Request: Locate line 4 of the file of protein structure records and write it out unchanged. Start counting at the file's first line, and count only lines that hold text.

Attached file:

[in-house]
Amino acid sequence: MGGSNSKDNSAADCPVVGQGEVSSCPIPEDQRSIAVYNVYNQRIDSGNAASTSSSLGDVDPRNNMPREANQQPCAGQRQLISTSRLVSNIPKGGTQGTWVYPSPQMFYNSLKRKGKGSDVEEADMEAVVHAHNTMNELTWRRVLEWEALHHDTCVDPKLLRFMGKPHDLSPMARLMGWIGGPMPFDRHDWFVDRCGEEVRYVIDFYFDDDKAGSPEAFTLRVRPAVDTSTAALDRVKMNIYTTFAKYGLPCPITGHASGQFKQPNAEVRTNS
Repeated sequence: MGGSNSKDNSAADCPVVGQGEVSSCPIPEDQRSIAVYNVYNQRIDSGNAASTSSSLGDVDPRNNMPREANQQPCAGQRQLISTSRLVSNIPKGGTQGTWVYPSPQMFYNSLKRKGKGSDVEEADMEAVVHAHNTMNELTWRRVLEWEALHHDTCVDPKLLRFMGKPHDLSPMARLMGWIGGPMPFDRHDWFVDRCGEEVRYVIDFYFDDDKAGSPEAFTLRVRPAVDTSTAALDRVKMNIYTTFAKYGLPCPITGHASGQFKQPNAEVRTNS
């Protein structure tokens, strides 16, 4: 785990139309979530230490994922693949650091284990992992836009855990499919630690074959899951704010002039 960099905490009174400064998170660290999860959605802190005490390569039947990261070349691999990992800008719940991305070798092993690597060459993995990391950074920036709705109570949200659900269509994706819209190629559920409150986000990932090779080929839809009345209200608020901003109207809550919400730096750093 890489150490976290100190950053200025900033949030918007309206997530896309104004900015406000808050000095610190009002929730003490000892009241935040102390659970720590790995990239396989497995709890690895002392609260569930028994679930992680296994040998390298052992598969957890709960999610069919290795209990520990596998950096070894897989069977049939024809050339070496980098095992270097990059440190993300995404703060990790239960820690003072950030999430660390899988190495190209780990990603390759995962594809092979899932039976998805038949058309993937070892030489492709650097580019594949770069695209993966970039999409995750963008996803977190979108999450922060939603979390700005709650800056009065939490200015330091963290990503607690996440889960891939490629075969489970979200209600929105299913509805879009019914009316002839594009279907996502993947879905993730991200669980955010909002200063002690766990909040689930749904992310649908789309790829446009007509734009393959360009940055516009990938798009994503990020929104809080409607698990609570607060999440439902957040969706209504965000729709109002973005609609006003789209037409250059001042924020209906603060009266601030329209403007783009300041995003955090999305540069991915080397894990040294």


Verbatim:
């Protein structure tokens, strides 16, 4: 785990139309979530230490994922693949650091284990992992836009855990499919630690074959899951704010002039 960099905490009174400064998170660290999860959605802190005490390569039947990261070349691999990992800008719940991305070798092993690597060459993995990391950074920036709705109570949200659900269509994706819209190629559920409150986000990932090779080929839809009345209200608020901003109207809550919400730096750093 890489150490976290100190950053200025900033949030918007309206997530896309104004900015406000808050000095610190009002929730003490000892009241935040102390659970720590790995990239396989497995709890690895002392609260569930028994679930992680296994040998390298052992598969957890709960999610069919290795209990520990596998950096070894897989069977049939024809050339070496980098095992270097990059440190993300995404703060990790239960820690003072950030999430660390899988190495190209780990990603390759995962594809092979899932039976998805038949058309993937070892030489492709650097580019594949770069695209993966970039999409995750963008996803977190979108999450922060939603979390700005709650800056009065939490200015330091963290990503607690996440889960891939490629075969489970979200209600929105299913509805879009019914009316002839594009279907996502993947879905993730991200669980955010909002200063002690766990909040689930749904992310649908789309790829446009007509734009393959360009940055516009990938798009994503990020929104809080409607698990609570607060999440439902957040969706209504965000729709109002973005609609006003789209037409250059001042924020209906603060009266601030329209403007783009300041995003955090999305540069991915080397894990040294």